Tipped workers rally on Capitol Hill to combat poverty, harassment
While 2/13 marks the day before Valentine’s Day, the numbers also reflect the federal minimum tipped wage, which has remained stalled at $2.13 an hour since 1991.
Earlier this month, tipped workers and advocates from around the US packed a congressional hearing room and then rallied on Capitol Hill for "One Fair Wage." There is rising momentum to end the $2.13 subminimum wage for tipped workers, which has disproportionally kept women workers struggling to make ends meet and exposed to harassment.
The actions added more fuel to the effort to pass the Raise the Wage Act of 2019, now moving through Congress, which would create a $15 minimum wage by 2024 while phasing out the subminimum tipped wage.
Many tipped workers are "living in economic anxiety, coming to work homeless, suffering from food insecurity, serving their patrons while going hungry," said Trupti Patel, a bartender and worker advocate with Restaurant Opportunities Center United (ROC) in Washington, D.C. "Some people may say they’re the job creators, but we are the wealth creators." And yet, says Patel, "They tell us all the time, you’re just cheap labor. They say, you’re just cheap labor so you leave when I tell you to."
Organized by ROC United and the National Women’s Law Center, the One Fair Wage actions—backed by prominent politicians such as Representatives Rashida Khalid and Pramila Jayapal, and Senator Amy Klobuchar—brought a national spotlight to the struggles of millions of workers who depend on tips to survive and support their families.
As a recent Oxfam report explains, women are disproportionately impacted by both the minimum and subminimum tipped wage. This "two-tiered wage system has hindered progress for women workers, who make up two-thirds of all tipped workers," the report found. The median wage for tipped workers (including tips) sits at just $10.22 an hour, just 56 percent of the $18.12 median for all workers.
As a result, according to research by ROC and the One Fair Wage campaign, 21 percent of female restaurant servers live in poverty, and restaurant servers are 2.7 times as likely to be in poverty than other workers. These levels of inequality are far lower in "One Fair Wage" cities such as Seattle and San Francisco, where the tipped minimum has been eliminated, according to the Economic Policy Institute.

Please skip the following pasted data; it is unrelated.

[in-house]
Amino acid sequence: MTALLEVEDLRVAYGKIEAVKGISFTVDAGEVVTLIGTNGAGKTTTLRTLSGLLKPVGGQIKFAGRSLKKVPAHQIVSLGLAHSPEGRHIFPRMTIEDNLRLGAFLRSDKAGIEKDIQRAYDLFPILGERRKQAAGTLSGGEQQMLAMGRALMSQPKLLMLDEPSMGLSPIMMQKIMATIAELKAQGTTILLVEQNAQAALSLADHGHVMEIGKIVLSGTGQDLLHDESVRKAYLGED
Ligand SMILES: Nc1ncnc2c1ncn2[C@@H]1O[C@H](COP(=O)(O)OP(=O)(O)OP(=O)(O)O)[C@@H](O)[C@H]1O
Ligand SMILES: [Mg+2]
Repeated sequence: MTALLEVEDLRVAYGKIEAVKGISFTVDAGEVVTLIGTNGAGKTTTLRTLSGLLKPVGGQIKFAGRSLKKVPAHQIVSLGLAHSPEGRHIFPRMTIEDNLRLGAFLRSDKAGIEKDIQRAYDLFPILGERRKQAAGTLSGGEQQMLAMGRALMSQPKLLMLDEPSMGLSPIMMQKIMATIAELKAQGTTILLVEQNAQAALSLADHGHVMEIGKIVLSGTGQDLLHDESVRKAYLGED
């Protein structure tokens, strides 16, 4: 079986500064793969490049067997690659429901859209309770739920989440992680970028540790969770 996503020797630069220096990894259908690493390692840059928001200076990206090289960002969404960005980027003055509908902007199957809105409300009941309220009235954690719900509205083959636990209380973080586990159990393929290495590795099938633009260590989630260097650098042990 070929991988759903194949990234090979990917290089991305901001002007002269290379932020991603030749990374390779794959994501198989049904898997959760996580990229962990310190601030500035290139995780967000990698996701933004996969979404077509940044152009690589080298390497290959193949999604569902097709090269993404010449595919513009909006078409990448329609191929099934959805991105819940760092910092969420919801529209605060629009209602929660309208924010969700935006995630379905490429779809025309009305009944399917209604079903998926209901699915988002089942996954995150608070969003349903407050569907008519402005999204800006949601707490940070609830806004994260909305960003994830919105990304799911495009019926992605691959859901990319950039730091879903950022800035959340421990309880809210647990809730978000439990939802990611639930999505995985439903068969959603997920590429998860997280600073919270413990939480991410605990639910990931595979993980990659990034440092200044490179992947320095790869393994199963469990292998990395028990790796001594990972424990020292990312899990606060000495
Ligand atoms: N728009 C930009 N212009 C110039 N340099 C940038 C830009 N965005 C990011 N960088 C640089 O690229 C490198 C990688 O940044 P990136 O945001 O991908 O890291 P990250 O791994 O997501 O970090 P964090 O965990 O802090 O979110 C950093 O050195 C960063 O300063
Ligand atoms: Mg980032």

"We can’t wait anymore" for one fair wage, said restaurant server Evann Zuckerman, who traveled from St. Paul, Minnesota for the actions. "We need this to take care of our families, we need this to pay our bills," added Zuckerman, who works two jobs and is seeking a third just to survive and repay "brutal student loan debt."
As worker testimony and research make clear, tipped work also exacerbates sexual harassment, as servers relying on tips are at risk of being harassed and assaulted on the job. As ROC explains, "the restaurant industry is the single largest source of sexual harassment claims in the US."
According to the One Fair Wage campaign, eight states have passed a version of "One Fair Wage" to eliminate the subminimum tipped wage—Michigan, Nevada, California, Alaska, Montana, Minnesota, Washington and Oregon. The Economic Policy Institute has found that "tipped workers are better off in one-fair-wage jurisdictions where they receive the regular minimum wage before tips." Indeed, a report by ROC found that in these states, "the poverty rate amongst tipped workers has been reduced by 20 percent and food stamp usage by 21 percent, and sexual harassment has been cut in half."
Ending the tipped wage not only improves workers’ pay but empowers women workers to combat sexual harassment on the job. As Zuckerman explains, "In states like Minnesota, if a customer says something or grabs me, I don’t have to take it," because tipped workers’ pay doesn’t depend entirely on making the customer happy.
In a 2014 survey of 688 restaurant workers, ROC found that 90 percent of female restaurant workers experience sexual harassment, and that "women working in states where they must depend on customers’ tips for the bulk of their income are twice as likely to experience sexual harassment." Tipped workers’ incomes "are dependent upon their interactions with guests," ROC explains. "As a result, women must tolerate inappropriate behavior from customers and managers."
Beyond the statistics, tipped workers we interviewed at the actions on Capitol Hill shared disturbing personal experiences illustrating what it’s like to be a woman relying on tips and customer satisfaction.
Ronice Bryant, a 27-year-old mother who has worked in New York City restaurants since 2011, said she has been propositioned many times by male and female customers offering her money for sexual favors.
In one instance, a man asked, "If I offer you $2000 will you come meet me in the bathroom?" Female servers propositioned by men were often afraid to leave at the end of their shift, fearing the man might be waiting for them.
Zuckerman, too, recalled abusive customers who manipulated her reliance on their tips. "I had a customer who would come in constantly, be very rude, grab me sometimes and talk about how I looked," she recalled. "It was hard to justify saying something when I needed the tips."
Yet, as Zuckerman explained, many servers are in more vulnerable situations than hers. "Even with all the bad things I’ve encountered, I’m one of the lucky ones – I’m white, able-bodied, and I work in a one wage state. If I’m lucky and it’s been this hard, things need to change."